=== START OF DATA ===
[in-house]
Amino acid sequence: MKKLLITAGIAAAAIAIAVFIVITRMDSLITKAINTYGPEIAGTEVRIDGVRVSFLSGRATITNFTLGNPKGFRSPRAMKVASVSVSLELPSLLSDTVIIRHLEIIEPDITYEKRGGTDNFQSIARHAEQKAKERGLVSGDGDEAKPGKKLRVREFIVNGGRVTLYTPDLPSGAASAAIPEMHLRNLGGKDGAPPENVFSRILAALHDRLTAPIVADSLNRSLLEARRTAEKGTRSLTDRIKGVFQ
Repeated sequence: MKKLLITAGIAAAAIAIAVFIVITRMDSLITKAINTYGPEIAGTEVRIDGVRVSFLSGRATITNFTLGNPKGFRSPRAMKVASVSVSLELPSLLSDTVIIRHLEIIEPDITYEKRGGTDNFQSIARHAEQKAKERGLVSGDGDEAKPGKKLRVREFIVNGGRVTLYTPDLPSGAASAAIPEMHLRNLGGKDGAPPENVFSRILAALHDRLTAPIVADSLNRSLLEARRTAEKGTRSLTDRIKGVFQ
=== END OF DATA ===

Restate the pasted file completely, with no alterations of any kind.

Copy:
[in-house]
Amino acid sequence: MKKLLITAGIAAAAIAIAVFIVITRMDSLITKAINTYGPEIAGTEVRIDGVRVSFLSGRATITNFTLGNPKGFRSPRAMKVASVSVSLELPSLLSDTVIIRHLEIIEPDITYEKRGGTDNFQSIARHAEQKAKERGLVSGDGDEAKPGKKLRVREFIVNGGRVTLYTPDLPSGAASAAIPEMHLRNLGGKDGAPPENVFSRILAALHDRLTAPIVADSLNRSLLEARRTAEKGTRSLTDRIKGVFQ
Repeated sequence: MKKLLITAGIAAAAIAIAVFIVITRMDSLITKAINTYGPEIAGTEVRIDGVRVSFLSGRATITNFTLGNPKGFRSPRAMKVASVSVSLELPSLLSDTVIIRHLEIIEPDITYEKRGGTDNFQSIARHAEQKAKERGLVSGDGDEAKPGKKLRVREFIVNGGRVTLYTPDLPSGAASAAIPEMHLRNLGGKDGAPPENVFSRILAALHDRLTAPIVADSLNRSLLEARRTAEKGTRSLTDRIKGVFQ